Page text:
And, the report points out, being identified as “high priority” doesn’t necessarily mean a particular dam violates Section 5937: “That determination requires a closer, on-site investigation of dam operations and their effects on fish.”

Still, “enforcement” candidates reasonably close to home here in Northern California include some dams whose removal—even the very thought of their removal—would cause gasps of disbelief: Folsom Dam on the American River, in Sacramento County, for example, and Anderson-Cottonwood, Keswick, and Shasta Dams on the Sacramento River, in Shasta County. Other notables include Dwinnell Dam (Shasta River Dam) on Shasta River, in Siskiyou County, and both Lewiston Dam and Trinity Dam on the Trinity River, in Trinity County.

Dry times at Folsom Lake (DWR photo by John Chacon)

Dry times at Folsom (DWR photo by John Chacon)

(Dwinnell, though, is no longer a “high priority.” As the result of a lawsuit—dam owner Montague Water Conservation District has agreed “to release significantly greater flows and to take other measures to protect fish down stream.”)

Others candidate dams close to home include Black Butte Dam on Stony Creek, in Tehama County; Englebright Dam on the Yuba River, in Yuba County; La Grange Dam on Tuolumne River in Stanislaus County; New Hogan and New Melones Dams on the Stanislaus River in Calaveras County; Conn Creek Dam in Napa County; and Warm Springs Dam on Dry Creek, in Sonoma County.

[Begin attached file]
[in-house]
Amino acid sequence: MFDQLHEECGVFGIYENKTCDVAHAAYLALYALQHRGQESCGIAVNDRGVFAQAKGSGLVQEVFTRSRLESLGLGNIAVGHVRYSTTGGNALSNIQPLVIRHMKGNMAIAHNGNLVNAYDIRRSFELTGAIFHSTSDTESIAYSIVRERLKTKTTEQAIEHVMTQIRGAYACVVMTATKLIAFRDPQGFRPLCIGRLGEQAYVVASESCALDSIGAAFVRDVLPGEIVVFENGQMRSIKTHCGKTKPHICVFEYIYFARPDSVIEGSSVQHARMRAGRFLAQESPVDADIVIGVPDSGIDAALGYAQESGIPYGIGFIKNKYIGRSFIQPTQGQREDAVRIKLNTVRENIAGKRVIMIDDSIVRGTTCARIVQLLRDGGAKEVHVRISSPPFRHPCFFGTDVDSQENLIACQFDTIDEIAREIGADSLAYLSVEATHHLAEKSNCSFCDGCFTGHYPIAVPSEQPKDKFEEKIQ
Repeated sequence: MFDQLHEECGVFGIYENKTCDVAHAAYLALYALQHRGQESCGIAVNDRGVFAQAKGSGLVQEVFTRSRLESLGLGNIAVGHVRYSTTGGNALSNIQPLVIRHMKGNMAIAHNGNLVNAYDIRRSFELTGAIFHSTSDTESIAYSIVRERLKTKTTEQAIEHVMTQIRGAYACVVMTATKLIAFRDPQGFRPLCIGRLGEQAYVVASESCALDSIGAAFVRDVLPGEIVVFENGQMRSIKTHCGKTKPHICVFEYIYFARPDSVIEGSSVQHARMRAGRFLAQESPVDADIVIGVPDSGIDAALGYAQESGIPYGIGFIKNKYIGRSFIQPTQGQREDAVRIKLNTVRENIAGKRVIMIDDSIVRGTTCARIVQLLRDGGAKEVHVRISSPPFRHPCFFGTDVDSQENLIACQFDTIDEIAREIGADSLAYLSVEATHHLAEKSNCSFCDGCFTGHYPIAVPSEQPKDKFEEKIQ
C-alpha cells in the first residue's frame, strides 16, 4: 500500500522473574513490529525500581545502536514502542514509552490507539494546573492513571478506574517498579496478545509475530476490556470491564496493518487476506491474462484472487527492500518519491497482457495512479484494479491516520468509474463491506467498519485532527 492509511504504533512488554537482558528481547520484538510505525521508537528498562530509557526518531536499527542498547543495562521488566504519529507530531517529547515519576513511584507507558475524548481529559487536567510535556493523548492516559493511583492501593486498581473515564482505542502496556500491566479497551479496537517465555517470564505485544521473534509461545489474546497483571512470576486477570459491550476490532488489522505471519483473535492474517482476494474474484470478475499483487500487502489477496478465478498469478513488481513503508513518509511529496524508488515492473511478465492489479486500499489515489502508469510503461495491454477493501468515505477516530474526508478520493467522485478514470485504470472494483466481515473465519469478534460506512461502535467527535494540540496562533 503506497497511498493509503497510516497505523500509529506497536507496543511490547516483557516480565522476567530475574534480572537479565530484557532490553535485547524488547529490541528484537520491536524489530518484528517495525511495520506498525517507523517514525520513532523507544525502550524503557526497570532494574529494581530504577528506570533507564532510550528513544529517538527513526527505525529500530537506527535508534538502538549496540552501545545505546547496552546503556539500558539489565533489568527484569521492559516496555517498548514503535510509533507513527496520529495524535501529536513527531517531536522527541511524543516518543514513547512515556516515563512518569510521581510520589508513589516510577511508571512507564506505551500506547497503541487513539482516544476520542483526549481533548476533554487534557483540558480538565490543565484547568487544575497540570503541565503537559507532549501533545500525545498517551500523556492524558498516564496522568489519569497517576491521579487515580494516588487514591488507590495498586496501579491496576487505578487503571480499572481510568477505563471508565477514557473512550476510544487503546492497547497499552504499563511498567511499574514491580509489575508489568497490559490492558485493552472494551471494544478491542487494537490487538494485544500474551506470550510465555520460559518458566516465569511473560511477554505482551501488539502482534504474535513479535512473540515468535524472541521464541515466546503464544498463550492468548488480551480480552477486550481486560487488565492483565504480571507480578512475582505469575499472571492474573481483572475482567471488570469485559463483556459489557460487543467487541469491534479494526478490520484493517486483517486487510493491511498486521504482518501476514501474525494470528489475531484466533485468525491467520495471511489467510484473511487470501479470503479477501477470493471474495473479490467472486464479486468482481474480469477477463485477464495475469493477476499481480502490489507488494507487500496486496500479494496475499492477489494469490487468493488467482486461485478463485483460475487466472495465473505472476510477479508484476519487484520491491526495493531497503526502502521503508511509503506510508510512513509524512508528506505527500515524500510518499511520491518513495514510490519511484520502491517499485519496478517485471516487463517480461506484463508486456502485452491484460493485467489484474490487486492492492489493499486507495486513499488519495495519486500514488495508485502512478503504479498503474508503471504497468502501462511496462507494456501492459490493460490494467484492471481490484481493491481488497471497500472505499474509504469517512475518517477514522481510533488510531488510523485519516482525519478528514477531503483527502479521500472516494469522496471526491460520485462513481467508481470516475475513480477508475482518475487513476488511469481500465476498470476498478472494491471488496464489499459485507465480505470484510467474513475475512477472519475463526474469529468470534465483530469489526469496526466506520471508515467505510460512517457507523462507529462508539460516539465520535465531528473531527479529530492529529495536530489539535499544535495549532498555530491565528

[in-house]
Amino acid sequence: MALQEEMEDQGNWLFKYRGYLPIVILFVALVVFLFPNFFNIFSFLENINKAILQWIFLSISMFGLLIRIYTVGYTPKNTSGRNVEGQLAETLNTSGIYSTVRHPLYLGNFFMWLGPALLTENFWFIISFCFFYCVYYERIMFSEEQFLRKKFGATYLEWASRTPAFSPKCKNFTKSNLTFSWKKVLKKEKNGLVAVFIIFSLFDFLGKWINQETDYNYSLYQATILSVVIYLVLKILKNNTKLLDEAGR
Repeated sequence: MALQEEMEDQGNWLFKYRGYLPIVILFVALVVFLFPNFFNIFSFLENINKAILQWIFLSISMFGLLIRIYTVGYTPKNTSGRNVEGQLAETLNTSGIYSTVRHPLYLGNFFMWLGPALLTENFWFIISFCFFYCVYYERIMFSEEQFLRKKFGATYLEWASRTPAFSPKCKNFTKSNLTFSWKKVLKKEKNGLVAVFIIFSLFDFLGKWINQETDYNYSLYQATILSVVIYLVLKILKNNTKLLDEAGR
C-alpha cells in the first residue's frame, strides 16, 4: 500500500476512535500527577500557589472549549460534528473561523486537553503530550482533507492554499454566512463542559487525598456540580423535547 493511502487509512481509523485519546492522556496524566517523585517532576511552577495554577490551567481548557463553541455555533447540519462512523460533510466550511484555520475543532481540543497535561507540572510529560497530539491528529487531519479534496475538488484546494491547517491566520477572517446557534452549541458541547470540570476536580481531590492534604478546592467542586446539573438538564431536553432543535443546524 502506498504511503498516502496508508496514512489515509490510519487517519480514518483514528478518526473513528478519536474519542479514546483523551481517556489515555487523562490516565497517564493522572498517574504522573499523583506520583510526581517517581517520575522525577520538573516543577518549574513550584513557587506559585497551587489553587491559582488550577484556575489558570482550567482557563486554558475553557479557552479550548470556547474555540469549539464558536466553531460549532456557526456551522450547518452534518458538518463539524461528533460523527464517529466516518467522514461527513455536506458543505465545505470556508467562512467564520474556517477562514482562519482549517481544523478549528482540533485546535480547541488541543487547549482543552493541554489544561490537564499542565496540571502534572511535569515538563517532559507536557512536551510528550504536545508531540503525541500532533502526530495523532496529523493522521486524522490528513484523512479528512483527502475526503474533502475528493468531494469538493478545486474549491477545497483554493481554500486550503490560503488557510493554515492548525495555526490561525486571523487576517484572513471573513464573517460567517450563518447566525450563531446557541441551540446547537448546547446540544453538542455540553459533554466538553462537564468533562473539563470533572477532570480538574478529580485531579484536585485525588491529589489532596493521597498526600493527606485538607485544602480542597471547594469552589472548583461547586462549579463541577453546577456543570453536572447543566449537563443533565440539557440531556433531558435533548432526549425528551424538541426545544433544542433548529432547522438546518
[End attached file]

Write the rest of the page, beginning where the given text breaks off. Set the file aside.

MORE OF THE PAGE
Then there’s Boca and Stampede Dams on the Little Truckee River, in Sierra County; Donner Lake Dam on Donner Creek, in Nevada County; and Lower Scotts Flat Dam on Deer Creek in Nevada County.

Truly stunning to contemplate, however, are the many Southern and Central California dams the report identifies as top priorities, the great majority of those 181 enforcement “candidates.

Long Valley Dam on the Owens River, which saves water for transport to Los Angeles, is one of those candidates and a case study included in the report. Several species of fish native to the Owens River, including the Owens tui chub, are affected by this dam below Mono Lake in the Owens Valley.

Salmon need cool, fresh water to survive and thrive. (DWR photo by Carl Cosras)

Salmon need cool, fresh water to survive and thrive. (DWR photo by Carl Costas)

If you haven’t already taken a look, download the UC Davis report here and read up on its results and research methods. Neighborhood fish will be grateful.